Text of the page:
So, it is clear that sleep is important for everyone. Your parents have often warned you when you were growing up, “Go to bed early today, you have an important test (or interview) coming up tomorrow.” Insomnia, a term we often use to include all kinds of sleep disorders including snoring and sleep apnea, has become all too common in the developed world. In fact, it has reached epidemic proportions, affecting about 60-75 million people or one fifth of the population. Now, you know why sleeping pills are overused and the prescriptions for the same are going up. But the pills are only a temporary fix. So we need to focus on developing a good sleep habits.
To be continued …
Dr. M. P. Ravindra Nathan is a Brooksville cardiologist.
FOCUSING ON CATARACTS – PART II
To analyze this futuristic concept for example, a Category I (from above classification) cataract patient may be wearing bifocal glasses for farsightedness, astigmatism and presbyopia (reading glasses).
We thus see four visual factors affected here:
1. Cataract (cloudy vision) 2. Farsightedness 3. Astigmatism 4. Presbyopia
The fact that this patient has a medically significant cataract is confirmed. Now, instead of taking such a patient, calling them “routine” and rushing them through a “cataract surgery mill,” your eye surgeon should take this opportunity and correct all of this patient’s visual problems through that one surgery that they need anyway, i.e. cataract surgery.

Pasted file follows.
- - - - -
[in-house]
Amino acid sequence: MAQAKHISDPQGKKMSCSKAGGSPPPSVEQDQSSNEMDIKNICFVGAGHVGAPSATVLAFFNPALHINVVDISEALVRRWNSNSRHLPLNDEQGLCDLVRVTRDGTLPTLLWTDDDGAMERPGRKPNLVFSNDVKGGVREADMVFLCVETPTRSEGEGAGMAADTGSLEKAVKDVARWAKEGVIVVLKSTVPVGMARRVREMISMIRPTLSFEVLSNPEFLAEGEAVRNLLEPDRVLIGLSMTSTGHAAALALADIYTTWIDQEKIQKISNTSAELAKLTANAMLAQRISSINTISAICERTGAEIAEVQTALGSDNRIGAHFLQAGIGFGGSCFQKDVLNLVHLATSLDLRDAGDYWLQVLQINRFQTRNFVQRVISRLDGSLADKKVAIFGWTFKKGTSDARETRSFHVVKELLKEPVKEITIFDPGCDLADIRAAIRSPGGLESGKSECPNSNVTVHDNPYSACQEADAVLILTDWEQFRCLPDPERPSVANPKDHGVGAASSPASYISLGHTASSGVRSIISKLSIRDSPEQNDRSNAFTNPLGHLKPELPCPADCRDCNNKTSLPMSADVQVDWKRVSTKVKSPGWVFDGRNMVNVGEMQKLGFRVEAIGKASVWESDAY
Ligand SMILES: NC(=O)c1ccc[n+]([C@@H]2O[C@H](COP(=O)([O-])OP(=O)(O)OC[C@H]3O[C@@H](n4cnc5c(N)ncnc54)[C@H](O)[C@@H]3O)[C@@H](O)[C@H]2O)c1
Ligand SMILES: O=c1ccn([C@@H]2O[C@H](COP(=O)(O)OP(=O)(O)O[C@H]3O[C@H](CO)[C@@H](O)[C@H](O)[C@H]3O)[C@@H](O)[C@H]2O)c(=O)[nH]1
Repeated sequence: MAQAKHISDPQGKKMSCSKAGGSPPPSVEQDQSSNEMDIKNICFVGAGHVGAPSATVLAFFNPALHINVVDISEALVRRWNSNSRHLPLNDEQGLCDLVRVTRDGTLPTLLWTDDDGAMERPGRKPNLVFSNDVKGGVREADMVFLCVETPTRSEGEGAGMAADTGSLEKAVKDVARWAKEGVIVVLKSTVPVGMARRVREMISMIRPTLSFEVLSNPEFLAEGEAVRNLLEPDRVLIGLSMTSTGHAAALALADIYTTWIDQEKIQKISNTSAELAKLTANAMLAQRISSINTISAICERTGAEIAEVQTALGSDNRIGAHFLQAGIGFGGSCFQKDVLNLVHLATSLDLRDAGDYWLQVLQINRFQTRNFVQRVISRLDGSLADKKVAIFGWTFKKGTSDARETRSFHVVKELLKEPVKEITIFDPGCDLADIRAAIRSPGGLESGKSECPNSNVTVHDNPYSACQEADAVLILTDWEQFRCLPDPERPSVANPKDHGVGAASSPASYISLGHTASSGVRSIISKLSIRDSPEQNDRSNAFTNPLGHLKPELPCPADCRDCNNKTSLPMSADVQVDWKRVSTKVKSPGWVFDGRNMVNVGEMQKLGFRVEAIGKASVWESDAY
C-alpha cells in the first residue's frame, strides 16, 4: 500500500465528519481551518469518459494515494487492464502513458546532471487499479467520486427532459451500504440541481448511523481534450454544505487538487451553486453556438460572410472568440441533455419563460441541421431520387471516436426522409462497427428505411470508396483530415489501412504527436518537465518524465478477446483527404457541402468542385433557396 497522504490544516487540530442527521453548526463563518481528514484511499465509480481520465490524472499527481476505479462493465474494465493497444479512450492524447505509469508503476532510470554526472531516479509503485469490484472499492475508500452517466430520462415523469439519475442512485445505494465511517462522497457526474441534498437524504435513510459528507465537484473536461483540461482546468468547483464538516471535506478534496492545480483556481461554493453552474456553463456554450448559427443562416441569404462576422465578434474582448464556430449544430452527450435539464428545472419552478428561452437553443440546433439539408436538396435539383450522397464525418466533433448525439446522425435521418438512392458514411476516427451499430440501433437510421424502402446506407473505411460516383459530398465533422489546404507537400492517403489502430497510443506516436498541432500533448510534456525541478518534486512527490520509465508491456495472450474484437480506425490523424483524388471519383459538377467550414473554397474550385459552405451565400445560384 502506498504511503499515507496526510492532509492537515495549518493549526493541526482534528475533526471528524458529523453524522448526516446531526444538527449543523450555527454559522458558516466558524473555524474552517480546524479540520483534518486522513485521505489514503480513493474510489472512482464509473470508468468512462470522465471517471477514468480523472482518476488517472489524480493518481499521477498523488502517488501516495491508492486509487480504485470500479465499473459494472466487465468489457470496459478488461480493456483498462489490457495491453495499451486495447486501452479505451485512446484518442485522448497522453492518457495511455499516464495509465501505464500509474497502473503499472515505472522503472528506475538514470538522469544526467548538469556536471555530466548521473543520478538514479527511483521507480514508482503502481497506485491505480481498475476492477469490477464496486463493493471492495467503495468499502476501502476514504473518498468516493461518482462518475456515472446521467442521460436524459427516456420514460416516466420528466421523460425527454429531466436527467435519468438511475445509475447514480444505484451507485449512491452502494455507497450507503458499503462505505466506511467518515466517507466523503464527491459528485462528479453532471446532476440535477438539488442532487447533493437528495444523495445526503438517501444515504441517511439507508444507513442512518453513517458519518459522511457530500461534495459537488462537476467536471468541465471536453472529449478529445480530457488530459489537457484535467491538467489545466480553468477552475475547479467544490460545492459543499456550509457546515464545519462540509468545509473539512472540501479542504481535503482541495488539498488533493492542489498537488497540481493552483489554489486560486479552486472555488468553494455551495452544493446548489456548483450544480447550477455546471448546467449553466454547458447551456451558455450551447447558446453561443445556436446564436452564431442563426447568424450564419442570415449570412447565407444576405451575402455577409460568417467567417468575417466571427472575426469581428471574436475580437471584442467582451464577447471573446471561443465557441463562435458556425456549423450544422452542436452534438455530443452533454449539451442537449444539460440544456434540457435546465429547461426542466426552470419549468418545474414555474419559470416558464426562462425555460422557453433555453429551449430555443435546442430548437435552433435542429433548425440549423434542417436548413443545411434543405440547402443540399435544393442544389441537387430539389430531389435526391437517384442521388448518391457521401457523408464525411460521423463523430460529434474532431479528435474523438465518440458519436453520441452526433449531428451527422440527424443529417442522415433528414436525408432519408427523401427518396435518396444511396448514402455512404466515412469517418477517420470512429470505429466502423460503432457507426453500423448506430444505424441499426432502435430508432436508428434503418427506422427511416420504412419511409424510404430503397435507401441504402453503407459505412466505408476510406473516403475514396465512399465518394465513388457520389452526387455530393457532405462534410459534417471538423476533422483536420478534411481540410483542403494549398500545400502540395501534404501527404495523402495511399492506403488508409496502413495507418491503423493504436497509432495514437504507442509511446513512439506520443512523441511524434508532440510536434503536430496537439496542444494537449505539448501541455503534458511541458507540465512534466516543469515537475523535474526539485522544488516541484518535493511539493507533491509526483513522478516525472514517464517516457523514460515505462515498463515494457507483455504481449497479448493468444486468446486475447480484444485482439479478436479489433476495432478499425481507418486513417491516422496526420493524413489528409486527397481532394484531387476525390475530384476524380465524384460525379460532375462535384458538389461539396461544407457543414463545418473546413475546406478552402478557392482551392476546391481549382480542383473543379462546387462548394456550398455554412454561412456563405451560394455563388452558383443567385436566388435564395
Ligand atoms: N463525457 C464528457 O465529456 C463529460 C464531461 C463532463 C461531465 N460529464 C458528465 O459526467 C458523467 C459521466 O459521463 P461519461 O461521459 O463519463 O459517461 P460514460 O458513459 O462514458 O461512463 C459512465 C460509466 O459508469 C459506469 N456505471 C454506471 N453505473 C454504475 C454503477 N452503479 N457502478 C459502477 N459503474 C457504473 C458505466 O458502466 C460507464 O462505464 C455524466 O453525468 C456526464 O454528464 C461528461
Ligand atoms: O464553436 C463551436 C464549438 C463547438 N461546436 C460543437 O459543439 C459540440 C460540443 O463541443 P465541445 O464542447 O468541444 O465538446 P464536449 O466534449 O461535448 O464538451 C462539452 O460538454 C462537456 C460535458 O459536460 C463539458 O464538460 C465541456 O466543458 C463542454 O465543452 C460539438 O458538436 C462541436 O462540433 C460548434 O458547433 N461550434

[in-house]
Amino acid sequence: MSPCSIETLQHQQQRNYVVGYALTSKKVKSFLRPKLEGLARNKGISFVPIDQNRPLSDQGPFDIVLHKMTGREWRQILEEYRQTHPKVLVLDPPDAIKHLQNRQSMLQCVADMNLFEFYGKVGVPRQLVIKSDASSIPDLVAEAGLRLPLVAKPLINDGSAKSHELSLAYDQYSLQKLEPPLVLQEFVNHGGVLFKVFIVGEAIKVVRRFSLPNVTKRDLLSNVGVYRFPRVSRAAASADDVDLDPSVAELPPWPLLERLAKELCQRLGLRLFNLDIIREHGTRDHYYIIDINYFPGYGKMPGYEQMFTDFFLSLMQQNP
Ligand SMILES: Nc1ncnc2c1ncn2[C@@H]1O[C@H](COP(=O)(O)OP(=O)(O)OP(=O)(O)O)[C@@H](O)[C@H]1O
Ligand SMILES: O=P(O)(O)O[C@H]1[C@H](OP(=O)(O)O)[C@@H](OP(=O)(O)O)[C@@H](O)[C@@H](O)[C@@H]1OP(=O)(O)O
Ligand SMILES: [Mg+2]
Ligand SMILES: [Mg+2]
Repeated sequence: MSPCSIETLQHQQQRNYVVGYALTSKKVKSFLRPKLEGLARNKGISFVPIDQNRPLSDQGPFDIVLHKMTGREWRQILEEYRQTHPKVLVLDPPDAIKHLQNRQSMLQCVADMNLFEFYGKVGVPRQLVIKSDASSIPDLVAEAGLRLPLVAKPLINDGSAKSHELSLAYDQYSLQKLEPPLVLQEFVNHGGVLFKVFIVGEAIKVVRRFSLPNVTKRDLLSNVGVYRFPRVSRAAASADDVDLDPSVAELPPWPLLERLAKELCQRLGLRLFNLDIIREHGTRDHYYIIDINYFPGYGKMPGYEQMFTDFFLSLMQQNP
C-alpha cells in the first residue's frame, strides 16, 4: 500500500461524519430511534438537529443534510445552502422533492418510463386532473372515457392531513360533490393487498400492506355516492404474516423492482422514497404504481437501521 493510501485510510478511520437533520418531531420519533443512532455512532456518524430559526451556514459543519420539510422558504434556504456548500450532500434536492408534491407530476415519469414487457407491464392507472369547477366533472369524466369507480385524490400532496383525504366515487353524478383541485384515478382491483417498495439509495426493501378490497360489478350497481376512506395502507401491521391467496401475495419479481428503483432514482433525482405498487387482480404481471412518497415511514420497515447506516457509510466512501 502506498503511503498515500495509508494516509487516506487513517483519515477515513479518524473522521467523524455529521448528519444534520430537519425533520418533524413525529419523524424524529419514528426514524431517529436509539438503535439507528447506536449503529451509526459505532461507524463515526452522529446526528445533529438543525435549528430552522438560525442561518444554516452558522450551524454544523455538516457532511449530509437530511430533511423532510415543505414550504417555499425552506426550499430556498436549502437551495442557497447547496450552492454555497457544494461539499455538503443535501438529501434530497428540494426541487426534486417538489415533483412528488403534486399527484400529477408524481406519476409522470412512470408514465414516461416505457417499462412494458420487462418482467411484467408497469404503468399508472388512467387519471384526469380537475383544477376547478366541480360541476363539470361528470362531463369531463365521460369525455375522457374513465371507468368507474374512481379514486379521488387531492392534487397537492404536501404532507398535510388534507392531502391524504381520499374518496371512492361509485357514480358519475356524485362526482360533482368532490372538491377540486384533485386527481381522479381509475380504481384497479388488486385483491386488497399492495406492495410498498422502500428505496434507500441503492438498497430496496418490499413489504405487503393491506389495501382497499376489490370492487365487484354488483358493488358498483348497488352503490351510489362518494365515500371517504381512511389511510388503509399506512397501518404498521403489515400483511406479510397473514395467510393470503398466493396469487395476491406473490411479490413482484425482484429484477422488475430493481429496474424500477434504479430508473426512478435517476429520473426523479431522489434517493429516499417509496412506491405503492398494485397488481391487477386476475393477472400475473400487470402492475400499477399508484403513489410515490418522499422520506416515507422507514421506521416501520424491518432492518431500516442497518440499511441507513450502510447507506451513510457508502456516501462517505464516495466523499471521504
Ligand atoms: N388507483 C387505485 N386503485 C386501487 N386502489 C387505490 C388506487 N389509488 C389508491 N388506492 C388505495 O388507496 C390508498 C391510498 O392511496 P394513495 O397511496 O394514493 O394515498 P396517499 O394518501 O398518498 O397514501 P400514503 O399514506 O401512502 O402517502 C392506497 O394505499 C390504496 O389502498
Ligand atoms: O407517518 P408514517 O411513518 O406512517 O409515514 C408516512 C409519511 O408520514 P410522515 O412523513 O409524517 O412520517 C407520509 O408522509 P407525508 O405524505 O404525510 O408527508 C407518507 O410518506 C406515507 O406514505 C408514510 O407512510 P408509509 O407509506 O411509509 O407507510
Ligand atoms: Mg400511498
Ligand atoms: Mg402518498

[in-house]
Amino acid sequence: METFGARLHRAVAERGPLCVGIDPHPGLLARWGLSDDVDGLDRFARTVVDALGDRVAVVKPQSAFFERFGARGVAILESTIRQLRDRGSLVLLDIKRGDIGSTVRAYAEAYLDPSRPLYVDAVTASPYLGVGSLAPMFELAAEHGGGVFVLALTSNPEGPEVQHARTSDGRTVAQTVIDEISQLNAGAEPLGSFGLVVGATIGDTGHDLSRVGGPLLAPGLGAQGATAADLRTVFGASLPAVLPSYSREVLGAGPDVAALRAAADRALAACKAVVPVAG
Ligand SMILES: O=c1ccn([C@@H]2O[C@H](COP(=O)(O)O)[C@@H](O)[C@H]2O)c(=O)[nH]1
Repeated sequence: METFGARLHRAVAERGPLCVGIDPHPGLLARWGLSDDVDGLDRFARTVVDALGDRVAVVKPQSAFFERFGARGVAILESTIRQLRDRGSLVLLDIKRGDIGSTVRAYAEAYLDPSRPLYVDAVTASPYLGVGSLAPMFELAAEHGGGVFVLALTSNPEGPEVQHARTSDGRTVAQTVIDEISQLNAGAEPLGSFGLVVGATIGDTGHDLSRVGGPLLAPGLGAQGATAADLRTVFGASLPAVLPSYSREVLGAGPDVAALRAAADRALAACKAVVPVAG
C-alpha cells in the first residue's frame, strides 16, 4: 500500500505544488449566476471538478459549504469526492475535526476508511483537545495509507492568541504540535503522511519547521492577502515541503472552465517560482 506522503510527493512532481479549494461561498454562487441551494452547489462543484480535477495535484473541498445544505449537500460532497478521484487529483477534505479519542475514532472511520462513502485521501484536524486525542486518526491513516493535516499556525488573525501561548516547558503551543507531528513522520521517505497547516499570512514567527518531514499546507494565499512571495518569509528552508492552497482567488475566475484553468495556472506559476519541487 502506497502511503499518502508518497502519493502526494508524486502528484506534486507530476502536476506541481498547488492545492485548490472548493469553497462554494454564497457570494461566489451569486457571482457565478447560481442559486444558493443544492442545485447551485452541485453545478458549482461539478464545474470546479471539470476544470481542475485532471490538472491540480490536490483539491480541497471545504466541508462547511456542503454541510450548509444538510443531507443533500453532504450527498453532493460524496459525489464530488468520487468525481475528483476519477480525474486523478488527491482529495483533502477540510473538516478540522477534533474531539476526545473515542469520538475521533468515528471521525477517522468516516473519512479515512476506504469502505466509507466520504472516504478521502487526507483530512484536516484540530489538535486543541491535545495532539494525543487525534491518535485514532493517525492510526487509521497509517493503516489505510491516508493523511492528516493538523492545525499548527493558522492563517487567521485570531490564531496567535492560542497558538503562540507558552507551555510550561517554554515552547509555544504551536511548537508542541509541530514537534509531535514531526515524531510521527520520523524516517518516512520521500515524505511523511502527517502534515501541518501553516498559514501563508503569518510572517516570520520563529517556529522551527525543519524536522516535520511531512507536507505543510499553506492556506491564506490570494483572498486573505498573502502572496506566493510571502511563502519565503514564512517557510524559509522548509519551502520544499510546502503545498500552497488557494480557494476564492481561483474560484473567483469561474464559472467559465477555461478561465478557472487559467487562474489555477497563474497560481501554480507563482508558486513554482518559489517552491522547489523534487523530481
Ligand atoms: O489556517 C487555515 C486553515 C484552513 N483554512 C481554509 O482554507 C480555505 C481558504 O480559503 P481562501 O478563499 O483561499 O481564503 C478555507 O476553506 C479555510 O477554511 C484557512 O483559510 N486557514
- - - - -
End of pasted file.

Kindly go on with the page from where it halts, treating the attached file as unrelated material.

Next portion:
Custom Planning for Customized Vision:
When designing a customized cataract surgery plan, your eye doctor needs to perform a wide range of state-of-the-art diagnostic tests to determine two major aspects of the plan:
I. Surgical Plan:
Surgical technique based on Cataract Densitometry Analysis (kind of cataract)
Incision (entry) site and size based on three-dimensional Corneal Topography (shape of your cornea).
Calculations for lens implant power, sizing and orientation based on IOL Master V, A-Scan Analysis, OCT, Optical simulator and Scheimpflug Virtual Imaging.
Type of Lens Implant: Monofocal / Multifocal / Toric / Accommodating / Dual
Type of Advanced Lasik Laser Vision Surgery as staged combination
Diamond Astigmatic Keratotomy (AK) Incisions (So your cornea can be shaped from a football to a perfectly spherical basketball shape)
Additionally, combined knowledge of the technologies as well as the optics of the eye will allow measurement of higher order aberrations along with secondary refractive errors and optical zones with Corneal Asphericity (factors that affect vision beyond the three common refractive errors, i.e. nearsighted, farsighted and astigmatism).
Armed with all this information, your doctor can dedicate a plan personalized for each patient aiming for the best vision for the rest of your life.
Getting back to the above patient example with four visual issues, such a patient can elect to have cataract surgery using a multifocal (progressive) lens implant that can correct three out of four visual issues (1, 2 and 4) resulting in only one visual issue remaining, which is Astigmatism (3). This being a function of the football-shaped cornea, it can be addressed with Advanced Lasik Surgery as planned a month after cataract surgery.
Thus, this patient who could have landed as a “routine” case with “routine” cataract surgery now has a customized plan for their individual eye and vision goals.
Laser cataract surgery using nano-precision lasers for surgery and lens implants that can be fine-tuned after surgery (instead of needing exchange) and also become a shade darker in sunlight (just like photocell sunglasses) is a reality.
So, do not fret about being diagnosed with cataracts. Smile and ask your eye doctor if you can now have the vision you always desired with freedom to see at all distances and read without glasses – for the rest of your life.
Arun C. Gulani, M.D., M.S., is director and chief surgeon of Gulani Vision Institute in Jacksonville. He can be reached at firstname.lastname@example.org or visit www.gulanivision.com